Thursday, August 9, 2012

We Become More and More Certain of the Truth

Quoting from Dr. Martin Luther's preface to Justus Menius' book The Doctrine and Secret of the Anabaptists, Refuted from Scripture, published in 1530:
Our Lord Jesus Christ proclaimed quite clearly in Matthew 18 [:7] that His beloved Church would always have to suffer sets and factions when He said, “For it is necessary that temptations come, but woe to the man by whom the temptation comes!” Also St. Paul says in 1 Corinthians 11[:19], “There must be factions or heresy in order that those who are genuine may be manifest.” And 2 Peter 2[:1], “There will be false teachers among you, just as there were also false prophets among them.” That is exactly how things have happened since the beginning of Christendom, even at the time of the apostles and ever since, and thus it will be until the end of the world. For Christ is a King and Lord, and therefore He must also do battle and make war. But He battles spiritually with the truth against the lies, and so the lies take up arms and refuse to submit. That is how the sects come about and such riot and clamor arise in Christendom.
Therefore, no one should wonder or be appalled when he sees sectarian spirits and heretics rise up among the Christians and bluster so abominably against the truth. If you are a Christian and believe Christ and His apostles, then you must also believe and expect this, for they say, “Factions and scandal must come.” You cannot consider these words of theirs as lies or as idle, frivolous talk, but rather as speaking of honorable, important, terrible things, as it is fitting for God’s Word to speak; and you must not think it strange when they come, but learn to expect it, so that you can say: “Very well, let whatever is coming come. I have long known that factions would have to come. If it were not these, it would have to be others; if these were to cease, others would start.” If you want to have the precious Gospel, then you must also have the gates of hell and the devil [Matt. 16:18], so that you do not possess that Gospel along with love or with peace, as Christ says, “My peace I give you, not as the world gives” [John 14:27].
And, in sum, the devil is a blustering, rattling, and rumbling spirit; he cannot refrain from blustering and rumbling. Up till now, under the pope, he has blustered and rattled about in houses, in churches, in the field, and in the forest and has opened a soul-market there. He has hawked his wares and sold them in exchange for human souls, and thereby has dragged the Mass and all Christian works into purgatory—indeed, even into hell—and has stuffed all the world’s goods into lazy and gluttonous stomachs, indeed, he has buried them in the toilets and latrines of the cloisters and foundations of clergy. But now that this soul-market of his has been suppressed, he is beginning to rattle and rumble anew through the sectarian spirits. So, just as no one fears the rattling ghosts in their houses anymore, neither should we any longer be dismayed by rattling among the sects. There must be such rattling and rumbling so long as the world stands!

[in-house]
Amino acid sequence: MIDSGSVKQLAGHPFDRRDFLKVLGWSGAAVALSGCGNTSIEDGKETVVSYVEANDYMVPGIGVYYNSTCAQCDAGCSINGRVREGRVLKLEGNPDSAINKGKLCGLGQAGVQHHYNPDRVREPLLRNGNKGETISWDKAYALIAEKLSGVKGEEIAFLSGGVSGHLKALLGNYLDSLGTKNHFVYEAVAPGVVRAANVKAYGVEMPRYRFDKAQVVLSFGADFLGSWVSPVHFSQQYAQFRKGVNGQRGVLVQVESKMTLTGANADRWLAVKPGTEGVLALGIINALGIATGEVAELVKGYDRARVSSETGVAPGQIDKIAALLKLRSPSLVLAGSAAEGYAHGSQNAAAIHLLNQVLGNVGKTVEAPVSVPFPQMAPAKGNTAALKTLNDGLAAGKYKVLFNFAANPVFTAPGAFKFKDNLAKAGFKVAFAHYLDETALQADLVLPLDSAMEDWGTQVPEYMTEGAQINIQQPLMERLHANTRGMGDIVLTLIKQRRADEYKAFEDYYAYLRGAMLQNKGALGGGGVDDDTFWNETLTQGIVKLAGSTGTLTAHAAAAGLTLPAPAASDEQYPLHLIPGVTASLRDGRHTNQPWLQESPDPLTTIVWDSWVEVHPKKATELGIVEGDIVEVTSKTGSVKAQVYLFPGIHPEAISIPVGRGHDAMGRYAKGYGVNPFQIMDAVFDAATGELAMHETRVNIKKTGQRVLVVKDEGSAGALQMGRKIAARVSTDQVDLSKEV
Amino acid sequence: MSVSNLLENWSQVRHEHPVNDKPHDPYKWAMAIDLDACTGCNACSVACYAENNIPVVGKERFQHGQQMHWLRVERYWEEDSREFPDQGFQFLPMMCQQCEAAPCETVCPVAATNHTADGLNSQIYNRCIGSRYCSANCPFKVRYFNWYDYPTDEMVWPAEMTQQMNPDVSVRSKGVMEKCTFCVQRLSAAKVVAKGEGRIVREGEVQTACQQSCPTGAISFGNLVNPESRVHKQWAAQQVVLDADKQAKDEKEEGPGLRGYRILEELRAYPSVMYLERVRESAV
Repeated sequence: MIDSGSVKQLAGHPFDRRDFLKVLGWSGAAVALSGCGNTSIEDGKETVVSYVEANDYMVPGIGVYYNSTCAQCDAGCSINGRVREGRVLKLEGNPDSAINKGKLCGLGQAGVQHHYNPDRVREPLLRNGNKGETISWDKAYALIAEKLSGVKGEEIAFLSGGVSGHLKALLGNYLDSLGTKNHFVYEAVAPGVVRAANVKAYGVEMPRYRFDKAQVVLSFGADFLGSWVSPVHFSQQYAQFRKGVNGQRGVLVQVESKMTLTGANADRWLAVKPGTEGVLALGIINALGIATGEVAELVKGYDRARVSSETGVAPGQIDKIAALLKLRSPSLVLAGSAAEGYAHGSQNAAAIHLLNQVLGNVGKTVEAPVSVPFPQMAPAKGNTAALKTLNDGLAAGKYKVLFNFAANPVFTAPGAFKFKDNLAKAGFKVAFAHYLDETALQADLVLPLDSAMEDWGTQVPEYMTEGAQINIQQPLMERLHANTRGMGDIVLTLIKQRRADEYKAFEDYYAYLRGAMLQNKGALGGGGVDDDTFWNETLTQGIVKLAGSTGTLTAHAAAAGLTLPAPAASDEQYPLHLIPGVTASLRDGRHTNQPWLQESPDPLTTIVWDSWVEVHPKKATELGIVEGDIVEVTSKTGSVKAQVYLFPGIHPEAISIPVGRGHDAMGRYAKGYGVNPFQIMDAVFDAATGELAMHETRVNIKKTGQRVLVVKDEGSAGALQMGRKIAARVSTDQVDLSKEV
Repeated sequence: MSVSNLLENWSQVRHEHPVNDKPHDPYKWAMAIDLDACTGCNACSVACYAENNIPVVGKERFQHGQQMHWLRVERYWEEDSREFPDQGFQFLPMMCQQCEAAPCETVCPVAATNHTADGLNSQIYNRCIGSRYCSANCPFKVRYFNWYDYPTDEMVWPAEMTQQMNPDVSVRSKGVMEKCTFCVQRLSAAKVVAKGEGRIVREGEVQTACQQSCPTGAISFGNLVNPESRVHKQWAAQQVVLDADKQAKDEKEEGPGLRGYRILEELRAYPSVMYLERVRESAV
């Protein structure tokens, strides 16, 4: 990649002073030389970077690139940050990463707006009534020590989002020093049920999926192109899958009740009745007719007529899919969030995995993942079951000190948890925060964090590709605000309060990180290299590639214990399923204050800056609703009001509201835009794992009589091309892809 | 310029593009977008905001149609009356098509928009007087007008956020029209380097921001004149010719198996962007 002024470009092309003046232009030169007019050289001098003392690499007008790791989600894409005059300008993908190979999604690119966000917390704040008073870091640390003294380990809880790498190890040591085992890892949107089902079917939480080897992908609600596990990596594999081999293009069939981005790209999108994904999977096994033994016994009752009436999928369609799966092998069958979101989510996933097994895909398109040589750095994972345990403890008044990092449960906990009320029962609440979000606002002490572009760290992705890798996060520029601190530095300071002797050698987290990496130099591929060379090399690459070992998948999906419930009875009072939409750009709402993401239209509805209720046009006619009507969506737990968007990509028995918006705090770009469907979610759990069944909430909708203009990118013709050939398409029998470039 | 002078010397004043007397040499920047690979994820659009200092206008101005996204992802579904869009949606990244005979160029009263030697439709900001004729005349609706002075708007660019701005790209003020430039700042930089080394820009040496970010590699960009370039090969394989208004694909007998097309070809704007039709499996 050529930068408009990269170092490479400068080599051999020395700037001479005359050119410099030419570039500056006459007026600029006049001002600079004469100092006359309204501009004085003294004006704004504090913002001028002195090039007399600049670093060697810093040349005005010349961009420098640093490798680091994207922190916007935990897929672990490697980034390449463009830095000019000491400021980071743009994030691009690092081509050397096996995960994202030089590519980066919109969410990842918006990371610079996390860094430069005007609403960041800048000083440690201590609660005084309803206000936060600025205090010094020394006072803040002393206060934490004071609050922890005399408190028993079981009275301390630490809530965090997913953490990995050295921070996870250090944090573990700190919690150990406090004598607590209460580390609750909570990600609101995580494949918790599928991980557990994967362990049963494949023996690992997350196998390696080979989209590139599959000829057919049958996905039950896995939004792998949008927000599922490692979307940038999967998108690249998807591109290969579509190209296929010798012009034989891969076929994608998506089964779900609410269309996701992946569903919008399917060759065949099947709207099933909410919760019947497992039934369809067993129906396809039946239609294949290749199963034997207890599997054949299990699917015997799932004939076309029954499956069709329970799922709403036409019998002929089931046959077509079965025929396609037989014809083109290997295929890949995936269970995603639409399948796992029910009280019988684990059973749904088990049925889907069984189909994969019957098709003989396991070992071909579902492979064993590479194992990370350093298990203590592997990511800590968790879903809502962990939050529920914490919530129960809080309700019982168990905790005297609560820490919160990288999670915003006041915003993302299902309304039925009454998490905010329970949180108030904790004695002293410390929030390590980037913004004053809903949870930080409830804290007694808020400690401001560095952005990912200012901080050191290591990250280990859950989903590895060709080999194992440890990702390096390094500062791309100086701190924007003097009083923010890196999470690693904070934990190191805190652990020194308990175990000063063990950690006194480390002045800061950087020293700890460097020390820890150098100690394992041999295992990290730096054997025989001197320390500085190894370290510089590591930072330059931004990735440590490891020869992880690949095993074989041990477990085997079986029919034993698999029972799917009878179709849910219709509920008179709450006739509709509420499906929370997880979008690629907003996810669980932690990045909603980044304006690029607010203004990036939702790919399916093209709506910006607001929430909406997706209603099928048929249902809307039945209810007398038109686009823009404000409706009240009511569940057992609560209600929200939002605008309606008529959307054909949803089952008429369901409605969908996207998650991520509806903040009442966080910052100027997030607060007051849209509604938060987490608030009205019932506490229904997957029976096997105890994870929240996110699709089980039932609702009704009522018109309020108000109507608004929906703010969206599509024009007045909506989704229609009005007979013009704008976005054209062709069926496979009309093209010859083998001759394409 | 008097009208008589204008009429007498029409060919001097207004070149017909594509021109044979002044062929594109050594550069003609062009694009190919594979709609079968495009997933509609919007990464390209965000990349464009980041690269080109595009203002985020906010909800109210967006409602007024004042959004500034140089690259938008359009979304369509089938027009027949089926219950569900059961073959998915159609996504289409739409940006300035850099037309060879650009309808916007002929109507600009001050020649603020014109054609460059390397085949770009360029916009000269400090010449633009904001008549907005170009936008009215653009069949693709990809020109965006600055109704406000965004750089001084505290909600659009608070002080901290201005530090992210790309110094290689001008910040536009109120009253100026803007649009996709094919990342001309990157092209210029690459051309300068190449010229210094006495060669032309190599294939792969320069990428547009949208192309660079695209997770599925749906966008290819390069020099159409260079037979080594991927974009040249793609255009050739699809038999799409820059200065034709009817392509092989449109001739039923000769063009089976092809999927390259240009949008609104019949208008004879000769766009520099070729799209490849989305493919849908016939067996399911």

But everything must turn out for our good [Rom. 8:28]—and not by producing only a single kind of benefit. First of all, through it we become practiced in handling and keeping God’s Word all the more carefully, and thus we become more and more certain of the truth. For if there were no such sects through which the devil awakened us, we would become too lazy and would sleep and snore ourselves to death. Further, both faith and the Word would become dull and rusty among us until everything were destroyed. But instead such sets are our whetting stone and burnisher that sharpen and hone our faith and doctrine, so that they shine bright and pure like a mirror; and [we] also become acquainted thereby with the devil and his intentions and become ready and skilled for battle against him. None of this would happen if the sects left us in peace.

Martin Luther, Luther’s Works, American Edition, ed. Christopher Boyd Brown. vol. 59, Prefaces I, (Saint Louis: CPH, 2011) 267.

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